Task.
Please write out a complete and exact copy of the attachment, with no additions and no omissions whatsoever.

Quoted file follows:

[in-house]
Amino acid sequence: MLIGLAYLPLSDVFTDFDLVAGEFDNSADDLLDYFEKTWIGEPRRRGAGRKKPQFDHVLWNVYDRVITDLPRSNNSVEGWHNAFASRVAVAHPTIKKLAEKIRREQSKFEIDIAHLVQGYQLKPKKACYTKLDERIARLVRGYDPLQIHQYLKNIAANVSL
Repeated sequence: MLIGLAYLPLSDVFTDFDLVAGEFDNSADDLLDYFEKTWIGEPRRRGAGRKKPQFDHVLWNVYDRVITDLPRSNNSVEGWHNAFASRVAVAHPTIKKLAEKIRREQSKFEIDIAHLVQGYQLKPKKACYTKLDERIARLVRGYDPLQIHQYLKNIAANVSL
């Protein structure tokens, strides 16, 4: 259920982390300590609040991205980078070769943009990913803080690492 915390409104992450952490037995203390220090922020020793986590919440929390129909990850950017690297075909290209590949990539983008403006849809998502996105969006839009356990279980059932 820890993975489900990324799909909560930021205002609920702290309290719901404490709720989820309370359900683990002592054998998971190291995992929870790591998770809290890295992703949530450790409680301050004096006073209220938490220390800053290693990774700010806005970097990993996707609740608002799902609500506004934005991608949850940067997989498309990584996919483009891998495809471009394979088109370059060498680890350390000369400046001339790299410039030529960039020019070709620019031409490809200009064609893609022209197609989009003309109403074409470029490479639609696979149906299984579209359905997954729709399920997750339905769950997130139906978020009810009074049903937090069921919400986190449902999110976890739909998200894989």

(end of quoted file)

[in-house]
Amino acid sequence: MLIGLAYLPLSDVFTDFDLVAGEFDNSADDLLDYFEKTWIGEPRRRGAGRKKPQFDHVLWNVYDRVITDLPRSNNSVEGWHNAFASRVAVAHPTIKKLAEKIRREQSKFEIDIAHLVQGYQLKPKKACYTKLDERIARLVRGYDPLQIHQYLKNIAANVSL
Repeated sequence: MLIGLAYLPLSDVFTDFDLVAGEFDNSADDLLDYFEKTWIGEPRRRGAGRKKPQFDHVLWNVYDRVITDLPRSNNSVEGWHNAFASRVAVAHPTIKKLAEKIRREQSKFEIDIAHLVQGYQLKPKKACYTKLDERIARLVRGYDPLQIHQYLKNIAANVSL
């Protein structure tokens, strides 16, 4: 259920982390300590609040991205980078070769943009990913803080690492 915390409104992450952490037995203390220090922020020793986590919440929390129909990850950017690297075909290209590949990539983008403006849809998502996105969006839009356990279980059932 820890993975489900990324799909909560930021205002609920702290309290719901404490709720989820309370359900683990002592054998998971190291995992929870790591998770809290890295992703949530450790409680301050004096006073209220938490220390800053290693990774700010806005970097990993996707609740608002799902609500506004934005991608949850940067997989498309990584996919483009891998495809471009394979088109370059060498680890350390000369400046001339790299410039030529960039020019070709620019031409490809200009064609893609022209197609989009003309109403074409470029490479639609696979149906299984579209359905997954729709399920997750339905769950997130139906978020009810009074049903937090069921919400986190449902999110976890739909998200894989």